The type of sperm (X or Y) that fertilizes an egg can be chosen, which is used to determine the sex and genes of the baby. The embryos can be screened for genetic diseases, and only selected embryos are implanted back into the mother’s womb. This technique is called Pre-implantation Genetic Diagnosis or PGD. (Bionet par. 2) Michael Lemonick, a writer for Time, shows in his article “Designer Babies” that these techniques allow doctors and parents to reduce the chance that a child will be born with a genetic disorder.
One type led by researchers at the Human Genome Project entails the copying of genes and parts of chromosomes in order to get enough identical genetic material to do further research, which they believe could help prevent human diseases in the future (Cloning fact sheet). Another type of cloning is called Blastomere separation, also known as twinning. In this case they split an egg (embryo), soon after it has been fertilized which results in two or more embryos, twins, containing the same exact DNA from both parents (Cloning fact sheet). However, Dolly, was cloned from only one parent. To do this, scientists must take an egg, empty out its genetic material, and replace it with genetic material from another animal by means of somatic cell nuclear transfer (Cloning fact sheet).
Sarah B. Tegen, '97 MIT Biology Undergraduate President states, "I think the cloning of an entire mammal has shown me exactly how fast biology is moving ahead, I had no idea we were so close to this kind of accomplishment." Based on the current science , though, most of these dreams and fears are premature, say some MIT biologists. Many biologist claim that true human cloning is something still far in the future. This raises ethical questions now as towhether or not human cloning should even be attempted. (http://www.usnews.com/usnews/issue/).
Over the few decades, cows, pigs, a sheep (only Dolly), and monkeys have successfully been cloned. The major reason why humans and other animals have not been cloned yet, aside from the acceptance of society, is because every organism's egg is different: its size, shape, and the stages of its 'life'. This has been proved over and over and therefore, there is no certain procedure or 'ingredients' for a clone (Virginia, Sirs). Admittedly, "to say that human cloning is forbidden won't stop the science [for some]" (Virginia, Sirs). If cloning is successful, it will help homosexuals and infertile couples for biological offspring.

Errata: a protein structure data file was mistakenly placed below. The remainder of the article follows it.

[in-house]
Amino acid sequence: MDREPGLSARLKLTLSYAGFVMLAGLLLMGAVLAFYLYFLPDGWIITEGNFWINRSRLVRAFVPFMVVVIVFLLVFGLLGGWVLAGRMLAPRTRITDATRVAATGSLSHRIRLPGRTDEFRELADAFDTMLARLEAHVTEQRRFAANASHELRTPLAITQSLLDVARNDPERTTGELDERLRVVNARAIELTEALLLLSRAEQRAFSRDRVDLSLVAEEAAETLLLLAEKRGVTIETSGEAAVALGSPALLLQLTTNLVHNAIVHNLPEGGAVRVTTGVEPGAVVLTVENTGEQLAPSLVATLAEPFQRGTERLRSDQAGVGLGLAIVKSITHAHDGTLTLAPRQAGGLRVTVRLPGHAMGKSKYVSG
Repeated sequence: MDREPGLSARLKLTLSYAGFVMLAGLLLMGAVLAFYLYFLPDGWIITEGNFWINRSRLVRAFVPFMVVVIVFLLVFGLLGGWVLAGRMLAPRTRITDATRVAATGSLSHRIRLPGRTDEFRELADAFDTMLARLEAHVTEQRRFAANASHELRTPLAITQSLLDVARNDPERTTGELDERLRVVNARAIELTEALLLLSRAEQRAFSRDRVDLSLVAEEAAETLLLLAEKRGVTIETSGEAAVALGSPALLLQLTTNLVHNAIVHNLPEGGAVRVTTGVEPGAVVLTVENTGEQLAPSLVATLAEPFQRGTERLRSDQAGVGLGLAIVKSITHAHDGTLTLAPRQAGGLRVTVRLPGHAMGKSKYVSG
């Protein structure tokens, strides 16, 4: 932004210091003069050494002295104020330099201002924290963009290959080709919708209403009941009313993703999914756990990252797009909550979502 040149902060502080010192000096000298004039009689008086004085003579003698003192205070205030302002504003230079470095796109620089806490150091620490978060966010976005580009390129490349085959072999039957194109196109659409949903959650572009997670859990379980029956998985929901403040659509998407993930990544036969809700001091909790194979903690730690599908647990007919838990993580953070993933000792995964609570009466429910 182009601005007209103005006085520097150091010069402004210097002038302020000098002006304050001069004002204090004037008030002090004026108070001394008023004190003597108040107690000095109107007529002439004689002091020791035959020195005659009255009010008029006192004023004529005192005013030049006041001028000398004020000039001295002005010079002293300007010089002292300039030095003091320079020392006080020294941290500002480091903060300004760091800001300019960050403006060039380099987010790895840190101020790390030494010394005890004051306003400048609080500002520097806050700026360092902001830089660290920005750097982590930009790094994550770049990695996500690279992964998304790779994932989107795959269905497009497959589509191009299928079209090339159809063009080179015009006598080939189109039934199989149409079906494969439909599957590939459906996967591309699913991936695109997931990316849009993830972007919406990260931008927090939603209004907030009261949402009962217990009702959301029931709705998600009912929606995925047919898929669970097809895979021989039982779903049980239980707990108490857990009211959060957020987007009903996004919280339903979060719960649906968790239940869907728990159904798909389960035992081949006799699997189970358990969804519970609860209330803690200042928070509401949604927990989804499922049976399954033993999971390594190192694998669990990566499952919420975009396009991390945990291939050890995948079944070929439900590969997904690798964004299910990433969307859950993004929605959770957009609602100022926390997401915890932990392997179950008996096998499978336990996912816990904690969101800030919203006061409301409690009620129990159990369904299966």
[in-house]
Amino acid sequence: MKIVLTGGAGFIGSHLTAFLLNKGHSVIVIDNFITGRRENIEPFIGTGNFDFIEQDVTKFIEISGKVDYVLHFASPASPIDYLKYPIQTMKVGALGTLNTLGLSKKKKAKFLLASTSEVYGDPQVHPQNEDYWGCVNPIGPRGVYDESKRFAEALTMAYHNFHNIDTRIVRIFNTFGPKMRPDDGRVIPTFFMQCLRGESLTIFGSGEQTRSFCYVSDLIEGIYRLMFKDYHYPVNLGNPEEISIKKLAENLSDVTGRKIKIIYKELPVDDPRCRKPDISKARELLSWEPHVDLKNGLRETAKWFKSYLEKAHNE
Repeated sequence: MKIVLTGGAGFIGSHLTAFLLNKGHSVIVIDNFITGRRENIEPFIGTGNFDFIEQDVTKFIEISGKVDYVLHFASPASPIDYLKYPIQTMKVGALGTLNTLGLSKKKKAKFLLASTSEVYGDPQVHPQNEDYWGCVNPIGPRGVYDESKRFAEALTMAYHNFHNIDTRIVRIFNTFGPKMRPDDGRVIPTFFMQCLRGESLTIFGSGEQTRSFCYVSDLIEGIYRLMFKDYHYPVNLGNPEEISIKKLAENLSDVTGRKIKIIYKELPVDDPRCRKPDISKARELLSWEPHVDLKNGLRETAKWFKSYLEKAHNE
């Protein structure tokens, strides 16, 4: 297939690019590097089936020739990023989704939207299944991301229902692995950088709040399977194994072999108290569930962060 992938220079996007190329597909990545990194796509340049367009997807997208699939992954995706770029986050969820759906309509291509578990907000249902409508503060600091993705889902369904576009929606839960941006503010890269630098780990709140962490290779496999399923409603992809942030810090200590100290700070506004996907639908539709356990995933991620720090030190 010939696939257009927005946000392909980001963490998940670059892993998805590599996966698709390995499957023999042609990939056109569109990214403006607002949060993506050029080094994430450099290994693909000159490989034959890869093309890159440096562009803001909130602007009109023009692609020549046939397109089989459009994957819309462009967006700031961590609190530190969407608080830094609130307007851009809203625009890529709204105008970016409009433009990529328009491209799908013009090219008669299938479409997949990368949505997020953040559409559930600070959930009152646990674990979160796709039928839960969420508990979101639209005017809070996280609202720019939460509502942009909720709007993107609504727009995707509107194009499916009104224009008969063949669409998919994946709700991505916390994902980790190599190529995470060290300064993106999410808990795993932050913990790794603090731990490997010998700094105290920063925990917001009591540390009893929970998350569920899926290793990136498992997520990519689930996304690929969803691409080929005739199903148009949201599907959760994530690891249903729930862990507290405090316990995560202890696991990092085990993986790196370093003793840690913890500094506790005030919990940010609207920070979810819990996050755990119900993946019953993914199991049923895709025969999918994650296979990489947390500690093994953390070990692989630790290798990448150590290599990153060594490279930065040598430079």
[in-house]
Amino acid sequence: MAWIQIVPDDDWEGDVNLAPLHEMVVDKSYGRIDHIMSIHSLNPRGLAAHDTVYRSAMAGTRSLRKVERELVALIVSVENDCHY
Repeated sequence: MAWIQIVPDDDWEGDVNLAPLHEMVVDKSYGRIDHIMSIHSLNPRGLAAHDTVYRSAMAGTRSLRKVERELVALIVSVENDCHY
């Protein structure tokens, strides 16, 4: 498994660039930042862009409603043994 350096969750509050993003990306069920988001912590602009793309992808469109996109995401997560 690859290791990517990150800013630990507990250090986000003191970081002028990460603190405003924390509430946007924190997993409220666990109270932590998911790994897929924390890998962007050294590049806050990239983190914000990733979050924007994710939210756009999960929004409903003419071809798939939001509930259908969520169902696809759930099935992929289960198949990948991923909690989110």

Cloning could give hope to couples unable to have children of their own. By advocating cloning, doctors may find a way to cure or even prevent genetic diseases. Perhaps, though, the most important reason to advance cloning in the laboratory is to treat leukemia's and cancers. Very possibly, through cloning and genetic engineering, the growth of poorly formed cells could be stopped immediately. One reason to clone is hope for organ transplants.
Many arguments can be made for and against human cloning, but since it is unethical and would take away individuality and disrupt social values, the practice of cloning humans is one that government should ban and society should not accept. Proponents of human cloning may argue that it is just a logical and inevitable advance in science research and technology. It is, however, too risky for human subjects. At the present time, the general consensus of the public is against human cloning. (Fitzgerald 37) Within a few years' time, however, the medical possibilities of human cloning may be attractive enough to change public opinion.
The technology would take years to perfect and it might at first produce unpredictable results. Creating humans who are likely to develop deformities or killing malformed fetuses would be morally indefensible. Most people balk at the idea of engineering a race of people with supposedly superior physical and mental traits, since that would mean that some characteristics would have to be deemed unwanted and eliminated. Scientists should stop their further research on human-cloning for a better world with people with their own uniqueness.
"Everybody who thought it would proceed slowly and could be stopped was wrong," said Lee Silver, a professor from the University of Princeton. Without proper research to support the ban, the premature ban should be reconsidered and appealed. Cloning could provide a way for infertile couples to produce children genetically similar to themselves, a method of creating spare organs for transplants, and a cure for genetic disease. Human cloning may provide numerous benefits to mankind and should not be banned. Some people say that it is morally wrong and others are scared that a leader, such as Sadam Husian, will clone himself.
After the cure, “he will be treated as a freak, set apart from others, the object of tiring scientific and public curiosity, and exposed to unending physical and psychological testing.” (Thomas) In addition, does the human clone’s goal of life disappeared? Who are born for someone in the world? Is there anything like this inhumane act except human cloning? The final argument advanced by opponents of banned human cloning is that human cloning is the creation of an organism that is an exact genetic copy of another, so it will cure diseases as quickly as possible. However, the research said differently.